In order to further improve an optical damage-resistance property of an optical waveguide, at least one metal element selected from the group consisting of magnesium (Mg), zinc (Zn), scandium (Sc) and indium (In) may be contained in the optical waveguide, and in this case, magnesium is specifically preferable. Further, a rare earth element may be contained in a crystal as a doping component. Specifically preferable examples of the rare earth include Nd, Er, Tm, Ho, Dy and Pr.

The material for an adhesive layer may be an inorganic adhesive; may be an organic adhesive; or may be one prepared by using the inorganic adhesive and the organic adhesive in combination.

Further, an optical material layer 30 may be film-formed on a supporting substrate by a film-forming method to form the optical material layer. Examples of such a film-forming method which can be exemplified include sputtering, vapor evaporation and CVD. In this case, the optical material layer 30 is formed directly on the supporting substrate, and thus no adhesive layer described above is present.

The specific material of the supporting substrate is not particularly limited thereto, and examples thereof include lithium niobate, lithium tantalate, glass and quartz such as quartz glass and so forth, Si, and so forth.

The reflectance of an antireflection layer should be not more than the grating reflectance, and a film laminated with an oxide such as silicon dioxide, tantalum pentoxide, magnesium fluoride, calcium fluoride or the like, and metals are usable as a film material to be formed on the antireflection film.

Further, each end face of the light source element and grating element may be cut at a slant to suppress the reflection at each end face. Further, joining the grating element to the supporting substrate may be adhesion fixing, or may be direct bonding.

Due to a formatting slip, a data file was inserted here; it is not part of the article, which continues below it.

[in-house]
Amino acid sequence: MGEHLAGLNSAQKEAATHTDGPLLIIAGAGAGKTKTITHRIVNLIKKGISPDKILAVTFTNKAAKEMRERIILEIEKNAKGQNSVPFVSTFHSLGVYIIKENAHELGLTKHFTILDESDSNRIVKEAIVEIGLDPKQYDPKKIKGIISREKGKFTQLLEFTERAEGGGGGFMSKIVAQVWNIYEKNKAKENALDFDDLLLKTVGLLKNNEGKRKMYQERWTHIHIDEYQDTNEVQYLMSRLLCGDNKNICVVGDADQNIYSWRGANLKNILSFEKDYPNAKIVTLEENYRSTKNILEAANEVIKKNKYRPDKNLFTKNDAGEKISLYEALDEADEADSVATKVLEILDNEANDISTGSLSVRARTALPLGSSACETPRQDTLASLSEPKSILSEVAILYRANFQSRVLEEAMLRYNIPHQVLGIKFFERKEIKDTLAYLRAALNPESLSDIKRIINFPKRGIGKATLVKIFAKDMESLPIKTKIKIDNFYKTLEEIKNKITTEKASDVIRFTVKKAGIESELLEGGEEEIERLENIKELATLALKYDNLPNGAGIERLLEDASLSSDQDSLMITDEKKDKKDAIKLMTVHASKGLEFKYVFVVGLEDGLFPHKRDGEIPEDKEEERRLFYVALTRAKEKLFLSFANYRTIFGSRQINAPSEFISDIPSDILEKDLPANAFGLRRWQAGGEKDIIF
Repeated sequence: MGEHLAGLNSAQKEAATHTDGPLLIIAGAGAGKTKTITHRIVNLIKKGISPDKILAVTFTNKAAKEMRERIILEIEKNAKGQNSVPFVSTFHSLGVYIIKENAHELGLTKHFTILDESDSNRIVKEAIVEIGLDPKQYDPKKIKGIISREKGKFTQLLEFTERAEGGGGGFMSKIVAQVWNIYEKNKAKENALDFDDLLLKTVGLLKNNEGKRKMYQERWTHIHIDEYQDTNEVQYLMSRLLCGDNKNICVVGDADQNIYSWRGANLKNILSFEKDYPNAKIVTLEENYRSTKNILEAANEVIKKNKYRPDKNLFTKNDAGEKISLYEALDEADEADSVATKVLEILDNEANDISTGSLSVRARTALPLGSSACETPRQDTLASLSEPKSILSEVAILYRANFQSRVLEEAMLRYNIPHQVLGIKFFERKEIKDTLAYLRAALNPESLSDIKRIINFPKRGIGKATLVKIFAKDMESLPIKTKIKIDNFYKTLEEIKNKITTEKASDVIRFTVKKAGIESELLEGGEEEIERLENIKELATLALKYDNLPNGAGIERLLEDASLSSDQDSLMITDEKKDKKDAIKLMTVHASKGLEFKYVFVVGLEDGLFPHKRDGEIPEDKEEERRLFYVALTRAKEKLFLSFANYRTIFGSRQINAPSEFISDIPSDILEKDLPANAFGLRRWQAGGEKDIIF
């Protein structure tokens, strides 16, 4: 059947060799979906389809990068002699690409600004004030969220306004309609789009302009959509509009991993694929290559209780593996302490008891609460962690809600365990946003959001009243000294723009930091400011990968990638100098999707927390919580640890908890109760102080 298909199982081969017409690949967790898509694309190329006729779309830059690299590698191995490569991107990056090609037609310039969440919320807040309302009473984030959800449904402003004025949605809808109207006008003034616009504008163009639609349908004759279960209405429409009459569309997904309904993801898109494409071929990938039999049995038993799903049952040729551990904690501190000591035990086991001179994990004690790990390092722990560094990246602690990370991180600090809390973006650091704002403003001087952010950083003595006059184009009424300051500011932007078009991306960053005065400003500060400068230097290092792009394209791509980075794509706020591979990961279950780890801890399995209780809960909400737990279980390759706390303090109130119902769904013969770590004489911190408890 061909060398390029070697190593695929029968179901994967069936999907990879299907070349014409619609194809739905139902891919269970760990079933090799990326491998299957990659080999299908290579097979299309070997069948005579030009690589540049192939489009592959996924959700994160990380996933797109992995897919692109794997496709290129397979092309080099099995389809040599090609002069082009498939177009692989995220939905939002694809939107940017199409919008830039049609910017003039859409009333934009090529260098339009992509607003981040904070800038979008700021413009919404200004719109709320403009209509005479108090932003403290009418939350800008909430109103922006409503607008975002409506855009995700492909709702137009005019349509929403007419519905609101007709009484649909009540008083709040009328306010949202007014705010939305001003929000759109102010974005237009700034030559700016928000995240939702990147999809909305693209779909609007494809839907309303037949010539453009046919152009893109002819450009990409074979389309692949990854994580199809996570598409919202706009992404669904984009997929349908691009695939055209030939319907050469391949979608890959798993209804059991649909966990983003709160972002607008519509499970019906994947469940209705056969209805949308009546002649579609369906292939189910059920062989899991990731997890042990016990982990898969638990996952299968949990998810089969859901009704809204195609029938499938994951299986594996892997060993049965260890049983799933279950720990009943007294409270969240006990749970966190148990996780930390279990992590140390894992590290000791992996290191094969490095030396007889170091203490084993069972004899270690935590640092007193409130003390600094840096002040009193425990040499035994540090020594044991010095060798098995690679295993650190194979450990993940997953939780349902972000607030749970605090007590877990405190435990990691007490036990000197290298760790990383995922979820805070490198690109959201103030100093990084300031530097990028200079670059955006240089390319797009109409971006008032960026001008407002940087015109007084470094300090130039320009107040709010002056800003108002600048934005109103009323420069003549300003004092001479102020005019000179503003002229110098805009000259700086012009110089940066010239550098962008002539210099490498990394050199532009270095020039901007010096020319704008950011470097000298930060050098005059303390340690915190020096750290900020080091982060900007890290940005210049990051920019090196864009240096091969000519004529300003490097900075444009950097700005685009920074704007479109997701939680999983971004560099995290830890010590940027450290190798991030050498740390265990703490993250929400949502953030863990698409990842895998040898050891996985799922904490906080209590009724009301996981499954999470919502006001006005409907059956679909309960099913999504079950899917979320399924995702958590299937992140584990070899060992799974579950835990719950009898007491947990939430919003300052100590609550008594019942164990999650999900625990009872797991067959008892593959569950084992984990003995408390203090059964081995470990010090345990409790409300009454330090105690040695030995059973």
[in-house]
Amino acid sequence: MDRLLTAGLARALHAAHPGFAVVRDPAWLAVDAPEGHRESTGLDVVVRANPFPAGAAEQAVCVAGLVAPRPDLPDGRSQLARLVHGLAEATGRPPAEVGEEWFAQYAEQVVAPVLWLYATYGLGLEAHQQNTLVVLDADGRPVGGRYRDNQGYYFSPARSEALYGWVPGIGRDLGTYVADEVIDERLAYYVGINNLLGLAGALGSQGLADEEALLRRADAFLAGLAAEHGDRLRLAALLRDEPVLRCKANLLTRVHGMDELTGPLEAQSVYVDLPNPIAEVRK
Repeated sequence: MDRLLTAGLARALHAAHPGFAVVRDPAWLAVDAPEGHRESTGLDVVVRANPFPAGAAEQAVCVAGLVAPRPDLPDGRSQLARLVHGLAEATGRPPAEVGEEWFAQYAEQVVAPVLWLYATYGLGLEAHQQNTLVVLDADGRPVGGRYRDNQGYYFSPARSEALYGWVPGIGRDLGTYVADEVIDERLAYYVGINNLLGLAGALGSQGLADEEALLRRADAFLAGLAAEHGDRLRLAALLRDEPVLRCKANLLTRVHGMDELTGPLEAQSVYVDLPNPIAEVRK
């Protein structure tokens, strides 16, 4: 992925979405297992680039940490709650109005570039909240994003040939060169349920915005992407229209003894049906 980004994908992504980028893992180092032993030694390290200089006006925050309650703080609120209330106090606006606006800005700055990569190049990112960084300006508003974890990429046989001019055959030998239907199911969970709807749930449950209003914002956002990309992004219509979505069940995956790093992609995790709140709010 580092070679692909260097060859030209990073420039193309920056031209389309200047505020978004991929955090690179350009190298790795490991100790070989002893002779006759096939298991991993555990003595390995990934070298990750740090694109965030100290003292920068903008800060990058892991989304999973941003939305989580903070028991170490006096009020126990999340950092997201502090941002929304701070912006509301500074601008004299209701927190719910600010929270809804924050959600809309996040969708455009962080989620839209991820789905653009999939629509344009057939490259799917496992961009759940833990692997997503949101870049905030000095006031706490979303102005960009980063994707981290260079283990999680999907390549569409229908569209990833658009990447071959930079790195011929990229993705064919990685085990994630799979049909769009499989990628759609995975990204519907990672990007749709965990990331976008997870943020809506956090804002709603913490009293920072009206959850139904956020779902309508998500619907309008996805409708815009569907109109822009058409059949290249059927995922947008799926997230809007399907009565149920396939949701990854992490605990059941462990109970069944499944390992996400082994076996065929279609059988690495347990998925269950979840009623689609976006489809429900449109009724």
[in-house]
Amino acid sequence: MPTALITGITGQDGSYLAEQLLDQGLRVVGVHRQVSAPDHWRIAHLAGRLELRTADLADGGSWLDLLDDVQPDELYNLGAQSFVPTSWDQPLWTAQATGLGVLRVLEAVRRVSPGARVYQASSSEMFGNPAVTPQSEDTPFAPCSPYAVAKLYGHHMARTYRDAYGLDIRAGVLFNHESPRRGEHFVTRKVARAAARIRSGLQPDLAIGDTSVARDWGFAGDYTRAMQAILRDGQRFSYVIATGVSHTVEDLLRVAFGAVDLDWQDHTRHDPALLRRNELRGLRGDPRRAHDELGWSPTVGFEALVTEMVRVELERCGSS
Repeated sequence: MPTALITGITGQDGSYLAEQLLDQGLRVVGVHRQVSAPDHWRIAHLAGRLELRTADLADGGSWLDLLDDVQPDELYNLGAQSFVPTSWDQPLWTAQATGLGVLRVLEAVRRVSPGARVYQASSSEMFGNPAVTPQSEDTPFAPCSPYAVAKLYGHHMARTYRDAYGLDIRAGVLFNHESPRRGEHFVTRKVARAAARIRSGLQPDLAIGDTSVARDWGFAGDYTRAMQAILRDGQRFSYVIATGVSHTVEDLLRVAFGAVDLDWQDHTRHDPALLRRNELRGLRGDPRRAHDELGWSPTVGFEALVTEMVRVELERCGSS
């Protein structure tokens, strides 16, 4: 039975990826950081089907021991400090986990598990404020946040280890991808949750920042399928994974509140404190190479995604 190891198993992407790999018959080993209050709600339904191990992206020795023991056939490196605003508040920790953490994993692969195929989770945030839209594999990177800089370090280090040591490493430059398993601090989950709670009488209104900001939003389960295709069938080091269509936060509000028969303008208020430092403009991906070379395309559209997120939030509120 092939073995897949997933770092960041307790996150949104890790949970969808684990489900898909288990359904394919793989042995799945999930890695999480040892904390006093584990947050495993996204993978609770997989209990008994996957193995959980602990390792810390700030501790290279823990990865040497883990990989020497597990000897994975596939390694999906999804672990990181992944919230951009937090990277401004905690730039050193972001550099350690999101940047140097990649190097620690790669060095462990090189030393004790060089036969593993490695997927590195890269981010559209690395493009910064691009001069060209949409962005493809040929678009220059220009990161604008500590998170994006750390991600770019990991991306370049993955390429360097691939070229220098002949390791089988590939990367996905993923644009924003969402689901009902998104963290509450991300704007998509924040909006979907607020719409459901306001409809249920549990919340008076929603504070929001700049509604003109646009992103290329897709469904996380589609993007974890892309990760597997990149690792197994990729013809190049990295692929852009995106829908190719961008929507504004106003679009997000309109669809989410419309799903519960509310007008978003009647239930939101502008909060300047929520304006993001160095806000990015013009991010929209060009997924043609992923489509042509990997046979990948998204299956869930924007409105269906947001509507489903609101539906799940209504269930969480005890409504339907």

Next, as to the configuration as shown in FIG. 12, the meaning of the condition of the present embodiment will be further described.

However, since the mathematical formulae are abstract and difficult to be understood, atypical embodiment of conventional technology and the present embodiment will be directly compared with each other to firstly describe the features of the present embodiment. About individual conditions for this embodiment, a description will next be made one by one.

First, the oscillation condition of a semiconductor laser is determined by multiplying the gain condition by the phase condition as shown in the following formula.

(Cout2)4|r1∥r2|exp{(ζtgth−αa)La−αbLb}×exp{j(−ϕ1−ϕ2−2βLa)}=1   Formula (2-1)

The gain condition is expressed as the following formula from the formula (2-1).

ζtgth=αaLa+αbLb+1Laln(1r1r2Cout2)Formula(2-2)

Herein, αa, αg, αwg and αgr represent loss coefficients of an active layer, a gap between a semiconductor laser and a waveguide, a grating-unprocessed waveguide portion on the input side, and a grating portion, respectively; La, Lg, Lwg and Lgr represent lengths of the active layer, the gap between the semiconductor laser and the waveguide, the grating-unprocessed waveguide portion on the input side, and the grating portion, respectively; r1 and r2 each represent mirror reflectances (r2 represents grating reflectance); Cout represents coupling loss between a grating element and a light source; ζtgth represents a gain threshold value of a laser medium; ϕ1 represents a phase change amount produced by a reflection mirror on the laser side; and ϕ2 represents a phase change amount at the grating portion.